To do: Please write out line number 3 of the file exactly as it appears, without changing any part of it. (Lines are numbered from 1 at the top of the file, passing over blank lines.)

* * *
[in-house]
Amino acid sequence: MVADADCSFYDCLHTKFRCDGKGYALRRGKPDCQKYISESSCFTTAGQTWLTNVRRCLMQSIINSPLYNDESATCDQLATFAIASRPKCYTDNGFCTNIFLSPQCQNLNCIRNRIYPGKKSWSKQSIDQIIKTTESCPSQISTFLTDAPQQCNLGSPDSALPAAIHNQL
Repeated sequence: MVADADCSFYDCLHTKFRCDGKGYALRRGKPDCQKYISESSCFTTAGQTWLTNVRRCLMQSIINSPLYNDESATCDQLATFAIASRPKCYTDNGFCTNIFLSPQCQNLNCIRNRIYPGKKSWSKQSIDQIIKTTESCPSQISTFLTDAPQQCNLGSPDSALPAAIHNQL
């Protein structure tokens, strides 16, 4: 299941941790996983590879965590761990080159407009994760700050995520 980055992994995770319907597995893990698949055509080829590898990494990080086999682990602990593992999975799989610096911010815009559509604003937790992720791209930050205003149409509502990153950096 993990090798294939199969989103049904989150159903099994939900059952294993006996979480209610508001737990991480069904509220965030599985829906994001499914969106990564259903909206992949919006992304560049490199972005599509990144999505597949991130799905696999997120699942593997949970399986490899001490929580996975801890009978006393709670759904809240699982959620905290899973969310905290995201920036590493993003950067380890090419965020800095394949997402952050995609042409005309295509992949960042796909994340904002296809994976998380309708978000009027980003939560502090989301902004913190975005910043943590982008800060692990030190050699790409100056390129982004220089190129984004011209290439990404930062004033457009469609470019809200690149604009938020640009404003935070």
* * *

Repeated sequence: MVADADCSFYDCLHTKFRCDGKGYALRRGKPDCQKYISESSCFTTAGQTWLTNVRRCLMQSIINSPLYNDESATCDQLATFAIASRPKCYTDNGFCTNIFLSPQCQNLNCIRNRIYPGKKSWSKQSIDQIIKTTESCPSQISTFLTDAPQQCNLGSPDSALPAAIHNQL